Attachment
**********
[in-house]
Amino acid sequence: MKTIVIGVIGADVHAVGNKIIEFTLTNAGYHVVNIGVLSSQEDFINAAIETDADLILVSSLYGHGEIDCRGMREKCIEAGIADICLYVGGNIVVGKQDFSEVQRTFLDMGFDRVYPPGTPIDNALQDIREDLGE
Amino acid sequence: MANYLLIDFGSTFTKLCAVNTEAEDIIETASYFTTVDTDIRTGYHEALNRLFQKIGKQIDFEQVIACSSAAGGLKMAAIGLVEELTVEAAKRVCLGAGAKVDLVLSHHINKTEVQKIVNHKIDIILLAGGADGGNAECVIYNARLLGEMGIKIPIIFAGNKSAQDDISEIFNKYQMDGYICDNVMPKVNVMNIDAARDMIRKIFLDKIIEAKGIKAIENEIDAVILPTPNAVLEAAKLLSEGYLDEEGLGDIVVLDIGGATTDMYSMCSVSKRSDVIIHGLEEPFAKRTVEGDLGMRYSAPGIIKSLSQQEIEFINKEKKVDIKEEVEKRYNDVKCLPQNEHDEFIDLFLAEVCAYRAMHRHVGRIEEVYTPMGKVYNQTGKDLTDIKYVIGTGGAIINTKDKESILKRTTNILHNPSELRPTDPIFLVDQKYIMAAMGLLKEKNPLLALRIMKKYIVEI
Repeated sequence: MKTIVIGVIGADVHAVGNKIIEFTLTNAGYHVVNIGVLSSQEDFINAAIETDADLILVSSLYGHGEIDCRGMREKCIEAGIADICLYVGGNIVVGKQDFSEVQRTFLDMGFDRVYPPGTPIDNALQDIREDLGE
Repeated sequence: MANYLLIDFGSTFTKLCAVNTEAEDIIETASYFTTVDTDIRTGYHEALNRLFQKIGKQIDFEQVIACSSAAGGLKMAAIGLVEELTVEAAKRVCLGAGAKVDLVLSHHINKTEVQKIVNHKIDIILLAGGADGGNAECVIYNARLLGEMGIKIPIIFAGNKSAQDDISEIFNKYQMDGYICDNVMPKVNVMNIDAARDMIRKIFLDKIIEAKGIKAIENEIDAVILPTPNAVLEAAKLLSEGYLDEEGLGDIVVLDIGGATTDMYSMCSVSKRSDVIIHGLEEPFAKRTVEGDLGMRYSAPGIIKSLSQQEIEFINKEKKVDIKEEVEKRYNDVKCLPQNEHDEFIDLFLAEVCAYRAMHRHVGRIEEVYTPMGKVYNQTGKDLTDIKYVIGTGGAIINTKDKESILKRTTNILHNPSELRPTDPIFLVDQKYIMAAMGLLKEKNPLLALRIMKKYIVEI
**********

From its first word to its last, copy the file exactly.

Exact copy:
[in-house]
Amino acid sequence: MKTIVIGVIGADVHAVGNKIIEFTLTNAGYHVVNIGVLSSQEDFINAAIETDADLILVSSLYGHGEIDCRGMREKCIEAGIADICLYVGGNIVVGKQDFSEVQRTFLDMGFDRVYPPGTPIDNALQDIREDLGE
Amino acid sequence: MANYLLIDFGSTFTKLCAVNTEAEDIIETASYFTTVDTDIRTGYHEALNRLFQKIGKQIDFEQVIACSSAAGGLKMAAIGLVEELTVEAAKRVCLGAGAKVDLVLSHHINKTEVQKIVNHKIDIILLAGGADGGNAECVIYNARLLGEMGIKIPIIFAGNKSAQDDISEIFNKYQMDGYICDNVMPKVNVMNIDAARDMIRKIFLDKIIEAKGIKAIENEIDAVILPTPNAVLEAAKLLSEGYLDEEGLGDIVVLDIGGATTDMYSMCSVSKRSDVIIHGLEEPFAKRTVEGDLGMRYSAPGIIKSLSQQEIEFINKEKKVDIKEEVEKRYNDVKCLPQNEHDEFIDLFLAEVCAYRAMHRHVGRIEEVYTPMGKVYNQTGKDLTDIKYVIGTGGAIINTKDKESILKRTTNILHNPSELRPTDPIFLVDQKYIMAAMGLLKEKNPLLALRIMKKYIVEI
Repeated sequence: MKTIVIGVIGADVHAVGNKIIEFTLTNAGYHVVNIGVLSSQEDFINAAIETDADLILVSSLYGHGEIDCRGMREKCIEAGIADICLYVGGNIVVGKQDFSEVQRTFLDMGFDRVYPPGTPIDNALQDIREDLGE
Repeated sequence: MANYLLIDFGSTFTKLCAVNTEAEDIIETASYFTTVDTDIRTGYHEALNRLFQKIGKQIDFEQVIACSSAAGGLKMAAIGLVEELTVEAAKRVCLGAGAKVDLVLSHHINKTEVQKIVNHKIDIILLAGGADGGNAECVIYNARLLGEMGIKIPIIFAGNKSAQDDISEIFNKYQMDGYICDNVMPKVNVMNIDAARDMIRKIFLDKIIEAKGIKAIENEIDAVILPTPNAVLEAAKLLSEGYLDEEGLGDIVVLDIGGATTDMYSMCSVSKRSDVIIHGLEEPFAKRTVEGDLGMRYSAPGIIKSLSQQEIEFINKEKKVDIKEEVEKRYNDVKCLPQNEHDEFIDLFLAEVCAYRAMHRHVGRIEEVYTPMGKVYNQTGKDLTDIKYVIGTGGAIINTKDKESILKRTTNILHNPSELRPTDPIFLVDQKYIMAAMGLLKEKNPLLALRIMKKYIVEI